April 19, 2018

LibraryAware, our journey, and yours

NoveList wanted to know more about the libraries we work with, so we ran a report on usage trends for LibraryAware and we learned a lot not only about LibraryAware but also the libraries we work with, and more specifically, how the jobs of library professionals have changed over the past few years. We love being on this journey with you and wanted to share what we learned.

Information at hand for your community

Our LibraryAware team has seen these changes reflected in how libraries are using our services to do their ever-evolving jobs. When NoveList launched LibraryAware in 2012, libraries created about 3500 print items like flyers, book lists, and brochures. Last year, our customers used LibraryAware to create nearly 411,000 print items. Getting the word out about the value of libraries has become increasingly important. More and more libraries are creating materials like infographics, media releases and donor appeals in addition to program flyers.

“Many libraries are offering more programs and services than ever before. The biggest challenge for marketers is how to promote them all to their patrons,” said Sasha Vasilic, Public Relations and Marketing Supervisor at Niles-Maine District Library in Illinois. “LibraryAware is an indispensable part of our marketing plan. With the integration of our online catalog, it’s easy to add book jackets and annotations to e-newsletters. Not to mention that their templates are beautifully designed!”

In your community’s social feeds

In 2012, libraries were dipping their toes into the social media waters. Today, they’re diving right in. Our customers are promoting library events, reading recommendations and services on social media more than ever. We’re happy to be a part of that: libraries posted to social media through LibraryAware 69 times more in 2017 than five years ago! Lara Grunow at Okotoks Public Library in Alberta, Canada, has seen her library’s use of social media skyrocket. In 2015 they posted to social media through LibraryAware 18 times. Last year alone they posted to Facebook and Twitter through LibraryAware 1,274 times!  

“In the past two years, we have really worked hard to increase our online presence. The ability to easily share the items that we’ve already made in LibraryAware on Facebook and Twitter makes the whole experience quick and easy,” according to Lara.

Using email to keep everyone up-to-date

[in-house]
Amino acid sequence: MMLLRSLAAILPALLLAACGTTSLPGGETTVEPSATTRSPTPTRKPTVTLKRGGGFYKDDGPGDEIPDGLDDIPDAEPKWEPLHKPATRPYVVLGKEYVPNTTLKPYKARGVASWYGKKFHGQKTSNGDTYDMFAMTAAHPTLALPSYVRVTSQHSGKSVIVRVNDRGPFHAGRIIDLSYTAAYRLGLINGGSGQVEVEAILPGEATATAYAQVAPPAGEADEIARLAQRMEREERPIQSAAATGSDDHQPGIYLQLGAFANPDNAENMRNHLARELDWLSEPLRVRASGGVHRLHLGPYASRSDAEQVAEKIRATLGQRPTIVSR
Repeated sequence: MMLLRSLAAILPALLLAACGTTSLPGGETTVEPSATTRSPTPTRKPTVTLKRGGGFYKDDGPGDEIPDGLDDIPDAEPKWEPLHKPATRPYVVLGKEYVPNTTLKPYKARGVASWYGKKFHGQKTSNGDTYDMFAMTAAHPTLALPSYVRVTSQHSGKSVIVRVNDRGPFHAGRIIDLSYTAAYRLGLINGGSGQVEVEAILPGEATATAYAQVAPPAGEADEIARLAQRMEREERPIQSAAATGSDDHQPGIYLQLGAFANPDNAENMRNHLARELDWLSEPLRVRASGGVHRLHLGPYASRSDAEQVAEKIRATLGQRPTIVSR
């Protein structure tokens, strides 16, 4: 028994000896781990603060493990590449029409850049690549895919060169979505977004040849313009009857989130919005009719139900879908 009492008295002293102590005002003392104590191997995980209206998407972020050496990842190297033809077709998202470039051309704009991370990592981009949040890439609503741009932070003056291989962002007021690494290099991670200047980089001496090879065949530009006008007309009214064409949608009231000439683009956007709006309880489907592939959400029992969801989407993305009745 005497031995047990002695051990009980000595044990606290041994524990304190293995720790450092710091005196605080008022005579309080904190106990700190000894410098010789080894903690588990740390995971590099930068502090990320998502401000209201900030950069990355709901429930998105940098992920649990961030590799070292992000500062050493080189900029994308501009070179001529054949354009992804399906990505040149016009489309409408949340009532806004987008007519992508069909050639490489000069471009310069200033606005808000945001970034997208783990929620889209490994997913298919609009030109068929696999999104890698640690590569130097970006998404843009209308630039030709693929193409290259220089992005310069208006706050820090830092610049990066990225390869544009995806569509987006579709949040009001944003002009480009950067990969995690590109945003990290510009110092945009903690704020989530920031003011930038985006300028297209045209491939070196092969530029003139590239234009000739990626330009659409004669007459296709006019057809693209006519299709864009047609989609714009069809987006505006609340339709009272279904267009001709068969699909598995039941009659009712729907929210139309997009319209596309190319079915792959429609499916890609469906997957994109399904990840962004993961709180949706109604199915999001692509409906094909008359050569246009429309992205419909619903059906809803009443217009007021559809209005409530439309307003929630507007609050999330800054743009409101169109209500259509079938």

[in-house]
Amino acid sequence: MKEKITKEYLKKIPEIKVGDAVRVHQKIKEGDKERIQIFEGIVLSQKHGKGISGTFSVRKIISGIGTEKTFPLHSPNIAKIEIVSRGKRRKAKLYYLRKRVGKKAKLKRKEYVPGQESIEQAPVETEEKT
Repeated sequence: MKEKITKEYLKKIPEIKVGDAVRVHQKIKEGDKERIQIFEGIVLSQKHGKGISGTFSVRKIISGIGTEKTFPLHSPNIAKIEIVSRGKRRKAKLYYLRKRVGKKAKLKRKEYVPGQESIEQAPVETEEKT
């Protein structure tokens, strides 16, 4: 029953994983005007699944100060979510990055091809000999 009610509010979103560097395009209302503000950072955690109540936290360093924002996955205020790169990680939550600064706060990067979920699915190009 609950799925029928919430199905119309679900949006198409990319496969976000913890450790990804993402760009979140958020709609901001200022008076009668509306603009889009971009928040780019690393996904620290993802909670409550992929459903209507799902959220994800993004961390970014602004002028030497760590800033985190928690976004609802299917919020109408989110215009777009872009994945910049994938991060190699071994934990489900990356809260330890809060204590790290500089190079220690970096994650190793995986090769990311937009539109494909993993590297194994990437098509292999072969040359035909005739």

Email has become accepted as an effective communication channel for libraries. We’ve seen significant increases in the number of libraries marketing their collections, programs, and services via email -- a nine-fold increase since 2012, with a 16% increase from 2016-2017 alone. Last year, our customers sent more than 81 million emails to over 5 million subscribers.  

Using all the pieces together

“We’ve been a LibraryAware customer for years, and I’ve witnessed LibraryAware constantly evolving to meet the changing needs of libraries,” says Caleigh Haworth, Training and Communications Coordinator for Marigold Library System in Alberta, Canada. “They regularly create new templates that make it fast and easy for library staff to promote programming and services. And they implement changes to the interface to make the system more user-friendly, such as the addition of the new drag-and-drop editor.” 

Simone Hindin, Community Librarian -- Access at Selwyn District Libraries in Leeston, New Zealand, agrees. “The new drag and drop interface makes creating attractive, on-brand posters and flyers so easy that we’ve really increased how often we do it. Now instead of using our somewhat plain Word templates I can dip into LibraryAware and edit an attractive and professional poster in a matter of minutes. And our new adult programmes coordinator has taken to it like a duck to water, telling me recently, ‘you’re so right, it is a very cool and easy programme to use!’”

“When we create promotions, the consistency of messaging and appearance is important, especially because patrons are interacting at branches in person, online and through word-of-mouth,” explained Randy Goble, Marketing Communications Director at Kent District Library in Michigan.“My philosophy is that a design must be visually arresting. If it’s not, it nobody will stop and read it. The quality of the designs in LibraryAware makes it easy for our staff to create professional-looking materials that are effective with patrons.”

We love knowing that our work helps you with your work. We are thrilled to get the chance to support you through these changes. Keep telling us what we can do to make your job easier, and we’ll make it our job to make it happen.

Kathy Lussier is the Customer Engagement Coordinator for LibraryAware.

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